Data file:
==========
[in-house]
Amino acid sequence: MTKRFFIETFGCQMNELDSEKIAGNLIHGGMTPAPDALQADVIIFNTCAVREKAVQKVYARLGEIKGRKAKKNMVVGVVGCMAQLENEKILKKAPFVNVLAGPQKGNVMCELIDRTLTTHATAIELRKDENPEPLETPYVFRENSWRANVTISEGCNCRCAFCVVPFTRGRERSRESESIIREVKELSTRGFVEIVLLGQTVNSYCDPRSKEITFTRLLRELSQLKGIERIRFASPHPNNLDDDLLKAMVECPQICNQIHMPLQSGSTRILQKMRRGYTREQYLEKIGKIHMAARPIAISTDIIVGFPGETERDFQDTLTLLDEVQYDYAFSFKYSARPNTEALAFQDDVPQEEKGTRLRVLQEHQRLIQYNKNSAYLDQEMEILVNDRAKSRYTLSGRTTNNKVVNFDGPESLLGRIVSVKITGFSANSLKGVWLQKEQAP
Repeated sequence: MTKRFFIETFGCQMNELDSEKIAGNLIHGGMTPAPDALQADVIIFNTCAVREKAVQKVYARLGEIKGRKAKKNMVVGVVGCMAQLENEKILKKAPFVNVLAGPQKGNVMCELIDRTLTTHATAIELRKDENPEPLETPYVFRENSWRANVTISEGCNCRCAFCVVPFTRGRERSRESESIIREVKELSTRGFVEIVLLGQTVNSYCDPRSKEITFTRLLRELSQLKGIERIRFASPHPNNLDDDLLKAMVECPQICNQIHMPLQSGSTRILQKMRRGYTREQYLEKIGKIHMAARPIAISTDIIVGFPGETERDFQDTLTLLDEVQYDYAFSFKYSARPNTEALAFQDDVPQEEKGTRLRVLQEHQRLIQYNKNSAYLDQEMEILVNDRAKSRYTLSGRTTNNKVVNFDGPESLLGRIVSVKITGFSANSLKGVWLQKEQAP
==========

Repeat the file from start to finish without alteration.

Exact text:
[in-house]
Amino acid sequence: MTKRFFIETFGCQMNELDSEKIAGNLIHGGMTPAPDALQADVIIFNTCAVREKAVQKVYARLGEIKGRKAKKNMVVGVVGCMAQLENEKILKKAPFVNVLAGPQKGNVMCELIDRTLTTHATAIELRKDENPEPLETPYVFRENSWRANVTISEGCNCRCAFCVVPFTRGRERSRESESIIREVKELSTRGFVEIVLLGQTVNSYCDPRSKEITFTRLLRELSQLKGIERIRFASPHPNNLDDDLLKAMVECPQICNQIHMPLQSGSTRILQKMRRGYTREQYLEKIGKIHMAARPIAISTDIIVGFPGETERDFQDTLTLLDEVQYDYAFSFKYSARPNTEALAFQDDVPQEEKGTRLRVLQEHQRLIQYNKNSAYLDQEMEILVNDRAKSRYTLSGRTTNNKVVNFDGPESLLGRIVSVKITGFSANSLKGVWLQKEQAP
Repeated sequence: MTKRFFIETFGCQMNELDSEKIAGNLIHGGMTPAPDALQADVIIFNTCAVREKAVQKVYARLGEIKGRKAKKNMVVGVVGCMAQLENEKILKKAPFVNVLAGPQKGNVMCELIDRTLTTHATAIELRKDENPEPLETPYVFRENSWRANVTISEGCNCRCAFCVVPFTRGRERSRESESIIREVKELSTRGFVEIVLLGQTVNSYCDPRSKEITFTRLLRELSQLKGIERIRFASPHPNNLDDDLLKAMVECPQICNQIHMPLQSGSTRILQKMRRGYTREQYLEKIGKIHMAARPIAISTDIIVGFPGETERDFQDTLTLLDEVQYDYAFSFKYSARPNTEALAFQDDVPQEEKGTRLRVLQEHQRLIQYNKNSAYLDQEMEILVNDRAKSRYTLSGRTTNNKVVNFDGPESLLGRIVSVKITGFSANSLKGVWLQKEQAP